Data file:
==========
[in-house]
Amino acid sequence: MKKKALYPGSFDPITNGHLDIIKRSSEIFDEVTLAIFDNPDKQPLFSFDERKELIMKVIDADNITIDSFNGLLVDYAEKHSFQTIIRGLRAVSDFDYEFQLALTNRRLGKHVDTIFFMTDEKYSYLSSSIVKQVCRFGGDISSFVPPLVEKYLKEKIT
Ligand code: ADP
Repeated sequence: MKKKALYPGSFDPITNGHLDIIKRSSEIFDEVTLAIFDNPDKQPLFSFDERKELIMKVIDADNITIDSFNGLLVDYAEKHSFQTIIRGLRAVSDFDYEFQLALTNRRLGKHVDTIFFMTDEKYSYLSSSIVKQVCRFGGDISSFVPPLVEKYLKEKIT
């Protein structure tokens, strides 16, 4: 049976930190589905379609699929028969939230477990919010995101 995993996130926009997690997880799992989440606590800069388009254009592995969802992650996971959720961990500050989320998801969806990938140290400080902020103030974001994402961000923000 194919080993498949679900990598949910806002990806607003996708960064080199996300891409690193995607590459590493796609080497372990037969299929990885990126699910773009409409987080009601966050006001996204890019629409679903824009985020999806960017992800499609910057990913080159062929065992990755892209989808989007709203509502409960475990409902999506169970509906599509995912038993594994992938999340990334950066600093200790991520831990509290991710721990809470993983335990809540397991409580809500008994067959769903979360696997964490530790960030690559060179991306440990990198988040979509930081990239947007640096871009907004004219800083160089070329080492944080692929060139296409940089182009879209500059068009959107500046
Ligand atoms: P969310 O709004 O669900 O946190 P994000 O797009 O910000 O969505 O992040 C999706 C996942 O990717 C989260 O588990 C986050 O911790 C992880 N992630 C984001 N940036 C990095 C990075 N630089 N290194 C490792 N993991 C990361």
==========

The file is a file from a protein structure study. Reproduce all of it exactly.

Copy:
[in-house]
Amino acid sequence: MKKKALYPGSFDPITNGHLDIIKRSSEIFDEVTLAIFDNPDKQPLFSFDERKELIMKVIDADNITIDSFNGLLVDYAEKHSFQTIIRGLRAVSDFDYEFQLALTNRRLGKHVDTIFFMTDEKYSYLSSSIVKQVCRFGGDISSFVPPLVEKYLKEKIT
Ligand code: ADP
Repeated sequence: MKKKALYPGSFDPITNGHLDIIKRSSEIFDEVTLAIFDNPDKQPLFSFDERKELIMKVIDADNITIDSFNGLLVDYAEKHSFQTIIRGLRAVSDFDYEFQLALTNRRLGKHVDTIFFMTDEKYSYLSSSIVKQVCRFGGDISSFVPPLVEKYLKEKIT
């Protein structure tokens, strides 16, 4: 049976930190589905379609699929028969939230477990919010995101 995993996130926009997690997880799992989440606590800069388009254009592995969802992650996971959720961990500050989320998801969806990938140290400080902020103030974001994402961000923000 194919080993498949679900990598949910806002990806607003996708960064080199996300891409690193995607590459590493796609080497372990037969299929990885990126699910773009409409987080009601966050006001996204890019629409679903824009985020999806960017992800499609910057990913080159062929065992990755892209989808989007709203509502409960475990409902999506169970509906599509995912038993594994992938999340990334950066600093200790991520831990509290991710721990809470993983335990809540397991409580809500008994067959769903979360696997964490530790960030690559060179991306440990990198988040979509930081990239947007640096871009907004004219800083160089070329080492944080692929060139296409940089182009879209500059068009959107500046
Ligand atoms: P969310 O709004 O669900 O946190 P994000 O797009 O910000 O969505 O992040 C999706 C996942 O990717 C989260 O588990 C986050 O911790 C992880 N992630 C984001 N940036 C990095 C990075 N630089 N290194 C490792 N993991 C990361």